Export Administration Act of 1979

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Export Administration Act of 1979
Great Seal of the United States.
Long title An Act to provide authority to regulate exports, to improve the efficiency of export regulation, and to minimize interference with the ability to engage in commerce.
Colloquial acronym(s) EAA
Nickname(s) Export Administration Act Amendments of 1979
Enacted by the  96th United States Congress
Effective September 29, 1979
Public Law 96-72
Stat. 93 Stat. 503
Title(s) amended 50 U.S.C.: War and National Defense
U.S.C. section(s) amended 50 U.S.C. ch. Appendix - Export Regulation § 2401 et seq.
Legislative history
  • Introduced in the Senate as S. 737 by Adlai Stevenson, III (DIL) on March 22, 1979
  • Committee consideration by: Senate Banking, Housing, and Urban Affairs
  • Passed the Senate on July 21, 1979 (74-3)
  • Passed the House on September 25, 1979 (passed, in lieu of H.R. 4034)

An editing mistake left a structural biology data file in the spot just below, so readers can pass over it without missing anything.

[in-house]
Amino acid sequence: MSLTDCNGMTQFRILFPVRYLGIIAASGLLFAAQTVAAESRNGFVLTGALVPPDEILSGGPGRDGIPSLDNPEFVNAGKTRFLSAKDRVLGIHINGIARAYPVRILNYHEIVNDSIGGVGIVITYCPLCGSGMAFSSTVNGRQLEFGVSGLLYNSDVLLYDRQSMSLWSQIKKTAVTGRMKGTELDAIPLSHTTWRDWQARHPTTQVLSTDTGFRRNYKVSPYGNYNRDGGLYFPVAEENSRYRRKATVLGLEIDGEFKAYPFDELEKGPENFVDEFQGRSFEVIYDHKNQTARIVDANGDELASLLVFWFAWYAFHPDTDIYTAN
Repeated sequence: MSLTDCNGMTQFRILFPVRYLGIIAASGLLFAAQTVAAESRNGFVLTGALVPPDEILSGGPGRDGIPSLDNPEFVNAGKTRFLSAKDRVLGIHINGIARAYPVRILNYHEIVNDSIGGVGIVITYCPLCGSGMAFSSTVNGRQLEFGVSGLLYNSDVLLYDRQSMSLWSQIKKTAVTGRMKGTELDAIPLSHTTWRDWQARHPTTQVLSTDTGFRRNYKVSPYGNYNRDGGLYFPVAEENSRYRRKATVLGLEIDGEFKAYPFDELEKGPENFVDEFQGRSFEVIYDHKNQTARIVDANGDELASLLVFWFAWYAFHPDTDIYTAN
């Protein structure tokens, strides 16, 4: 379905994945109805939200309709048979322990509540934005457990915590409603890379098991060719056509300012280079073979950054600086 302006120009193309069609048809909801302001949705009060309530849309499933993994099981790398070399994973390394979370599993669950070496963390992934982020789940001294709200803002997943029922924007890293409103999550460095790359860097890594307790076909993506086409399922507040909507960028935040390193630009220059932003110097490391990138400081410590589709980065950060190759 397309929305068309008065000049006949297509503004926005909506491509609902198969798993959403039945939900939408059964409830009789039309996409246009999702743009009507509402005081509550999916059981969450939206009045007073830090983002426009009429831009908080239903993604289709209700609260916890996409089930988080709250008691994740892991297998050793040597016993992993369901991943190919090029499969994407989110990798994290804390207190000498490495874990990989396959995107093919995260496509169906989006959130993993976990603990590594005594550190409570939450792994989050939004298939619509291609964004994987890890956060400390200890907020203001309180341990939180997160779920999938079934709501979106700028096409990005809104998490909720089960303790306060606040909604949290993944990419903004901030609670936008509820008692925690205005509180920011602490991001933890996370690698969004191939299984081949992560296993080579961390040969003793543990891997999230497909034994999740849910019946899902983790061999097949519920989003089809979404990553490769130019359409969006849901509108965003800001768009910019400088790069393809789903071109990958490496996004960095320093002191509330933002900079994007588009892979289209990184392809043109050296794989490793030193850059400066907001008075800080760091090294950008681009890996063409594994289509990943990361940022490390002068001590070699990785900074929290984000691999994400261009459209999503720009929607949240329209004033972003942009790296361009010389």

• Reported by the joint conference committee on September 27, 1979; agreed to by the Senate on September 27, 1979 (agreed) and by the House on September 28, 1979 (321-19)
  • Signed into law by President Jimmy Carter on September 29, 1979

The Export Administration Act (EAA) of 1979 (P.L. 96-72) provided legal authority to the President to control U.S. exports for reasons of national security, foreign policy, and/or short supply. However, the 1990 farm bill (P.L. 101-624) provided for contract sanctity by prohibiting the President from restricting the export of any agricultural commodity already under contract for delivery within 270 days from the date an embargo is imposed under the EAA, except during national emergency or war. With the expiration of EAA in 1994, the President declared a national emergency and exercised authority under the International Emergency Economic Powers Act (P.L. 95-223; 50 U.S.C. 1701 et seq.) to continue the EAA export control regulations then in effect by issuing Executive Order 12924 on August 19, 1994. Presidents since then have each year extended these regulations by Presidential Notice.

Federal Law/Regulation Forbidding Anti-Israel Boycotts[edit]

The US Department of Commerce's Bureau of Industry and Security is charged with enforcing and administering the anti-boycott laws under the Export Administration Act.

"Those laws discourage, and in some circumstances, prohibit U.S. companies from furthering or supporting the boycott of Israel sponsored by the Arab League, and certain Muslim countries, including complying with certain requests for information designed to verify compliance with the boycott. " [1]